Additionally, Justice Gorsuch rejected the employees’ argument that the NLRA contains a congressional command to displace the FAA insofar as individual employment arbitration agreements are concerned. Section 7, however, “does not express approval or disapproval of arbitration. It does not mention class or collective action procedures. It does not even hint at a wish to displace the Arbitration Act—let alone accomplish that much clearly and manifestly, as our precedents demand.” (Slip op. at 11.) The majority further cast doubt on the employees’ attempt to use the NLRA to create an arbitration escape route within the Fair Labor Standards Act: “[T]hey have cast in this direction, suggesting that one statute (the NLRA) steps in to dictate the procedures for claims under a different statute (the FLSA), and thereby overrides the commands of yet a third statute (the Arbitration Act). It’s a sort of interpretive triple bank shot, and just stating the theory is enough to raise a judicial eyebrow.” (Slip op. at 15.)
Justice Ginsburg, joined by Justices Breyer, Sotomayor and Kagan, wrote a dissenting opinion that focused on the premise that the Norris-LaGuardia Act and the NLRA provide “that employees must have the capacity to act collectively in order to match their employers’ clout in setting terms and conditions of employment.” (Slip op., dissent at 3.) Congress understood, she argued, and the Supreme Court “recognized that employees have a ‘fundamental right’ to join together to advance their common interests and that Congress, in lieu of ‘ignor[ing]’ that right, had elected to ‘safeguard’ it.” (Id. at 6 (quoting NLRB v. Jones & Laughlin Steel Corp., 301 U.S. 1, 33–34 (1937))).
But those were policy arguments, Justice Gorsuch countered, and flawed ones at that: “[I]t’s altogether unclear why the dissent expects to find such a right in the NLRA rather than in statutes like the FLSA that actually regulate wages and hours. Or why we should read the NLRA as mandating the availability of class or collective actions when the FLSA expressly authorizes them yet allow parties to contract for bilateral arbitration instead.” (Slip op. at 24.)
Ultimately, even accepting that “[t]he policy may be debatable,” the majority held firm that “the law is clear: Congress has instructed that arbitration agreements like those before us must be enforced as written.” (Slip op. at 25.)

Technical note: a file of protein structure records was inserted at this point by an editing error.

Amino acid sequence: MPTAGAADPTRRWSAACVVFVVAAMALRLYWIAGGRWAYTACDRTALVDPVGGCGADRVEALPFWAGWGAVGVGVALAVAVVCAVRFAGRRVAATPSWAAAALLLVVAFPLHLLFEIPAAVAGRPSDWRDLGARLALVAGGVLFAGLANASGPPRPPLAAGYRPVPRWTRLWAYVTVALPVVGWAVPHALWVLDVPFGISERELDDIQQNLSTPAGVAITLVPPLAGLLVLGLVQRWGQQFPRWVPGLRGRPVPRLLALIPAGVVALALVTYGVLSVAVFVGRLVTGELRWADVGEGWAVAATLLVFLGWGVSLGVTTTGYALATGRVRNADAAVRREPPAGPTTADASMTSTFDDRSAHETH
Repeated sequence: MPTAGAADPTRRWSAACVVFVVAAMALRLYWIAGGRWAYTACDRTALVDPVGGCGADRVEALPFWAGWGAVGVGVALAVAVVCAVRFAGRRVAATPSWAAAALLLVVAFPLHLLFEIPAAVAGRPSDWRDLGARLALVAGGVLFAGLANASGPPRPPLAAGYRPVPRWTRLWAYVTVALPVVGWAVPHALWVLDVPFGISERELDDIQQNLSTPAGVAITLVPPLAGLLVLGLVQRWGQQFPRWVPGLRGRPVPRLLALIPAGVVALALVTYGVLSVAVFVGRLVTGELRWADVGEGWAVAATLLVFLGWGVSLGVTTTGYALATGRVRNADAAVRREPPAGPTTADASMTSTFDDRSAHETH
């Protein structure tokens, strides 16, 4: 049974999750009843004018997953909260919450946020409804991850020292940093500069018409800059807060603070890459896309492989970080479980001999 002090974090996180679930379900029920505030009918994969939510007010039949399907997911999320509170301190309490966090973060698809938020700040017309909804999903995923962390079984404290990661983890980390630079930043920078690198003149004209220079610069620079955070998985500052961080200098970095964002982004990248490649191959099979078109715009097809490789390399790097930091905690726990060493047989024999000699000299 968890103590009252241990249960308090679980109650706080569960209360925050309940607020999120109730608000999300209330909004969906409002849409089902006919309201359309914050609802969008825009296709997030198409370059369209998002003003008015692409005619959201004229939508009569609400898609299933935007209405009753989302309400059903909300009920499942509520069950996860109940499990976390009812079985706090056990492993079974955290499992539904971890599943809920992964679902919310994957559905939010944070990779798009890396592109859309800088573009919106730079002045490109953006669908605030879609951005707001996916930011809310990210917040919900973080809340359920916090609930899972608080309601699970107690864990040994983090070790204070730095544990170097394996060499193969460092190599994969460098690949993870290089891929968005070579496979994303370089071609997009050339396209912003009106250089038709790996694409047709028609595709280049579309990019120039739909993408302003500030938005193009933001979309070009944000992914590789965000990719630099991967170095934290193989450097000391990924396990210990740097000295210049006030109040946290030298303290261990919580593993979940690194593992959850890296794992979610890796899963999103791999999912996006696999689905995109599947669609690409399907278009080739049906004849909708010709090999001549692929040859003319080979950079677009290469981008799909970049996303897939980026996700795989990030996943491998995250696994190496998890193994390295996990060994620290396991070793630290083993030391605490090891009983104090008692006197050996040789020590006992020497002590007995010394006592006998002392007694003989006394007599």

After the Supreme Court’s ruling, the next big issue the courts in the Sixth, Seventh and Ninth Circuits will likely face is whether employers waived their ability to compel arbitration when they did not move to do so originally.
Normally, courts recognize that a party obtains a renewed right to compel arbitration when a change in relevant law converts a previously futile motion to compel arbitration into a legally cognizable one. Ackerberg v. Johnson, 892 F.2d 1328 (8th Cir. 1989).
The Ninth Circuit addressed the futility issue in Fisher v. A.G. Becker Paribas Inc., 791 F.2d 691 (9th Cir. 1986), which aptly illustrates the change-in-law futility concept.
In Fisher, the Ninth Circuit held that a securities defendant did not waive the right to arbitration by failing to move to compel arbitration. Id. at 693. When the defendant first had the opportunity to compel arbitration, courts declined to enforce arbitration provisions if securities claims were intertwined with state common-law allegations. Id. During the pendency of the Fisher case, the Supreme Court rejected this bar to arbitration. See, e.g., Dean Witter Reynolds, Inc. v. Byrd, 470 U.S. 213 (1985).
Given the Supreme Court’s intervening decision, the Ninth Circuit held that “an earlier motion to compel arbitration would have been futile under these circumstances.” Fisher, 791 F.2d at 697. Thus, the Court held that the defendant in Fisher did not waive its right to compel arbitration in the first instance because to do so prior to the intervening change in law would have been futile. Id.
Fisher provides the framework for current futility cases holding that defendants do not waive their rights to compel arbitration when existing law provides no justifiable grounds to compel.
Employers may continue to rely on − or resume relying on − the enforceability of class and collective action waivers within employment arbitration agreements. The Epic Systems Corp. decision clarified that NLRA Section 7 rights do not supplant FAA mandates to enforce such agreements as written. Further, the Court’s broad language suggests that other common obstacles argued by some courts and attorneys may lack validity and must yield to the FAA’s arbitration mandate.